Sunday, October 08, 2006

Technology and Pedagogy - connections, connections

There was a very brief discussion among a few bloggers a while back around the question of what we consider first when using instructional technology: the technology or our pedagogy. At the time, I really had to think about that although I had the sense that pedagogy is the most important starting point and that was confirmed for me again tonight.

I'm getting ready to do a workshop that I titled, "Digital Tools in the Literacy Block" and to prepare I've been going back to two books that have been discussed and used by our staff recently: Strategies That Work by Stephanie Harvey and Anne Goudvis and The Daily Five by Gail Boushey and Joan Moser. In both of those books, the authors emphasize helping students to learn strategies for independent learning.

That makes me think about a posting I wrote about teaching for a time when we're not there. These authors are really dealing with the same thing. In both books, the authors discuss research done in the area of the gradual release of responsibility approach - releasing responsibility for learning to the learner with the goal of achieving independence in the use of reading strategies. I find so many connections with that to instructional technology.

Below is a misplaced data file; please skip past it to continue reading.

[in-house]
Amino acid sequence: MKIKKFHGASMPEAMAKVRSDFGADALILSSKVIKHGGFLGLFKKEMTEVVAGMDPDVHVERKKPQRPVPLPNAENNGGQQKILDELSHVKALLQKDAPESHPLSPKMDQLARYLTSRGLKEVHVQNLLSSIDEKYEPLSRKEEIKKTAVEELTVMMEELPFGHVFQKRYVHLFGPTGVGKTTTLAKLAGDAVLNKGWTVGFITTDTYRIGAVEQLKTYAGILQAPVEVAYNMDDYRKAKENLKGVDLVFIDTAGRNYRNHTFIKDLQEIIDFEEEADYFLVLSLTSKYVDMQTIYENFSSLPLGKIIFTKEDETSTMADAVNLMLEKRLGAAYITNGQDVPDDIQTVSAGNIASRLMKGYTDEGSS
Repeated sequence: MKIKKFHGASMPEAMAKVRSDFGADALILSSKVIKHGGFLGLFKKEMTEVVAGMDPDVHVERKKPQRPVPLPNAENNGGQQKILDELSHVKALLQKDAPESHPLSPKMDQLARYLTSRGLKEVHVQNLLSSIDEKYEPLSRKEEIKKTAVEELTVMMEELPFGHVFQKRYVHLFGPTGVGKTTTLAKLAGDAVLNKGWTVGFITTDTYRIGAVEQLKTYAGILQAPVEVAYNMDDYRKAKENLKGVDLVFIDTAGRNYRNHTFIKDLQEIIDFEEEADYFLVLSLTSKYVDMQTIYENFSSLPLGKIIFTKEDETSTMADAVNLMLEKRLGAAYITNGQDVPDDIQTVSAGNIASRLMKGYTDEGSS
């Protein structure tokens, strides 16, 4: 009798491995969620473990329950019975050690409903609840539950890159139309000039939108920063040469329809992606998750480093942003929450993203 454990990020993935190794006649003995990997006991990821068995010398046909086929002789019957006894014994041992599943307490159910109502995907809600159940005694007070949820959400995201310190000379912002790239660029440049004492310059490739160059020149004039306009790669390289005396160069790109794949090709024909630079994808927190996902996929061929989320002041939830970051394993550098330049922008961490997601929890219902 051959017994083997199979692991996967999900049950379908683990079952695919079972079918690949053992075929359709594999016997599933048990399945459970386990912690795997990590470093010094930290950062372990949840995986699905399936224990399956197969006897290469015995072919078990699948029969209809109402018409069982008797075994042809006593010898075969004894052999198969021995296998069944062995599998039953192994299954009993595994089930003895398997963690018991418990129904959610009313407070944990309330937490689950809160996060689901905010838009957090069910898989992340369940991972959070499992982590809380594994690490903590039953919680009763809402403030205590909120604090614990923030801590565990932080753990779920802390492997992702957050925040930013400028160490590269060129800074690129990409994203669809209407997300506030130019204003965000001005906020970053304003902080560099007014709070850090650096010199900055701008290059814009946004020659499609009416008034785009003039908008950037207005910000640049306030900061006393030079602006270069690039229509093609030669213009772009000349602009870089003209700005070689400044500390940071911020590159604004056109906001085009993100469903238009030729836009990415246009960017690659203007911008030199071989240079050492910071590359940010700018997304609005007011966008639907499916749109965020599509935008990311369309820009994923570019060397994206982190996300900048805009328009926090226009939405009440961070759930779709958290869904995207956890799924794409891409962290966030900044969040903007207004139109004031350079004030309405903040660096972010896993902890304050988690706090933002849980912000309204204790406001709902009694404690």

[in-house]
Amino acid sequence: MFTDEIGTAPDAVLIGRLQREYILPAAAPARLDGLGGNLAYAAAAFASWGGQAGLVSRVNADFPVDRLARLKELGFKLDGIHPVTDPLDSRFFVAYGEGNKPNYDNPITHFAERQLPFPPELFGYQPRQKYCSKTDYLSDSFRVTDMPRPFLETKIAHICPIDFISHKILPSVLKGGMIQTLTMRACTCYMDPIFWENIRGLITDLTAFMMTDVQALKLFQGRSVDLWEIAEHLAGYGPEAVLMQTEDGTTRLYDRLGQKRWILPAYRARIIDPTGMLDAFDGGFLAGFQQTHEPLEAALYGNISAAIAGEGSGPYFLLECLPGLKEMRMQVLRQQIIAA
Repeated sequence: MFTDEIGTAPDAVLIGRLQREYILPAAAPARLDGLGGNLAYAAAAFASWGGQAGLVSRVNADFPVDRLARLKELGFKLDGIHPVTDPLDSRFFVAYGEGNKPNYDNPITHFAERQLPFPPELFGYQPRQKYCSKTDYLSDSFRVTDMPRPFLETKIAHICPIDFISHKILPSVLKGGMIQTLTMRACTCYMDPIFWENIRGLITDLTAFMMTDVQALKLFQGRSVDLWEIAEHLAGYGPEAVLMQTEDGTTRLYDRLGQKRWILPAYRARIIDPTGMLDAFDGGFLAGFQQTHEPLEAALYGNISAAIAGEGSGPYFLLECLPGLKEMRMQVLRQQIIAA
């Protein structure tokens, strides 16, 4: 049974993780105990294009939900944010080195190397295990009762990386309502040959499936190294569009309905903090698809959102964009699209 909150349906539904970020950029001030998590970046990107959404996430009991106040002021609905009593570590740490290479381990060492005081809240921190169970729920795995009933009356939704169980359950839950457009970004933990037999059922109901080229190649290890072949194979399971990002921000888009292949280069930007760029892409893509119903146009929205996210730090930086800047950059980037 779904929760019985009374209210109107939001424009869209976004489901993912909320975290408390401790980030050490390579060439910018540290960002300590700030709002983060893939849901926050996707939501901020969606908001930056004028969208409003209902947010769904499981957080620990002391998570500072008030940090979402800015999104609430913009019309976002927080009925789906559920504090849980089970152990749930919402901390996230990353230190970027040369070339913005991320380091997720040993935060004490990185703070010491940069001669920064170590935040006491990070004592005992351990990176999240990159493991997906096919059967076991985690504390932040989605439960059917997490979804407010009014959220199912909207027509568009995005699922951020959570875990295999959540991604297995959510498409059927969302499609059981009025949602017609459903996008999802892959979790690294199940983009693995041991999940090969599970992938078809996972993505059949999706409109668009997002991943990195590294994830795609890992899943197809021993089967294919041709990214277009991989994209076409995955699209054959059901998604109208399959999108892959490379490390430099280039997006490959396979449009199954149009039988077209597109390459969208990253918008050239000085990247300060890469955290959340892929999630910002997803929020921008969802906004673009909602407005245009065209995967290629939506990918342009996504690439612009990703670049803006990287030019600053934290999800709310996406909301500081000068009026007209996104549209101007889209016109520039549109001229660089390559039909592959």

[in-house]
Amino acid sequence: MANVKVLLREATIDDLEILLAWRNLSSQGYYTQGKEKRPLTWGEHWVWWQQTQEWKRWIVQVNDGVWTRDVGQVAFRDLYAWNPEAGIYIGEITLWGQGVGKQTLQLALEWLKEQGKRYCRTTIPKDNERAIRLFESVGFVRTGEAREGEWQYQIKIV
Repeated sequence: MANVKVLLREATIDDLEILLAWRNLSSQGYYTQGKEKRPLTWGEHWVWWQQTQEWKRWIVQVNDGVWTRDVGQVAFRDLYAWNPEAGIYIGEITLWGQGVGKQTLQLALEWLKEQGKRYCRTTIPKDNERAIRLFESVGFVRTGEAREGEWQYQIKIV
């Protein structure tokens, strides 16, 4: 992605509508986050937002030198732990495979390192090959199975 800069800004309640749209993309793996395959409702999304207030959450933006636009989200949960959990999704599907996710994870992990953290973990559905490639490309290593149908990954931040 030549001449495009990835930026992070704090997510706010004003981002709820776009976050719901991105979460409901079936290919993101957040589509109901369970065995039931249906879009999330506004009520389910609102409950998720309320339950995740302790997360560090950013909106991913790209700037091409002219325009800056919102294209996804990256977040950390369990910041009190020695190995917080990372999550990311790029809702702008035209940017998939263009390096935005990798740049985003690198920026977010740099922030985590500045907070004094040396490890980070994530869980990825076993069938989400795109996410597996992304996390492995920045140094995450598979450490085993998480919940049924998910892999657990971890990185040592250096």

The authors of both books advocate that students will learn independence if the teacher models the strategy, thinks aloud while using the strategy and provides students with time to practice using the strategy.

Couldn't we teach Internet Safety, use of blogs and wikis, podcasting, and so many other technology tools and applications using this same pedagogy? Don't we want students to use particular strategies when searching, strategies when blogging, strategies using a word processing application, a graphic organizer application, a presentation application? Shouldn't we be modeling, thinking aloud and giving students time to use these tools?

This workshop will not be about providing teachers with a checklist of items such as websites, software and worksheets that students can do when they read something online. It needs to be as much about the pedagogy as it is about the technology and the strategy for using those tools. I'd better get back to work!

No comments: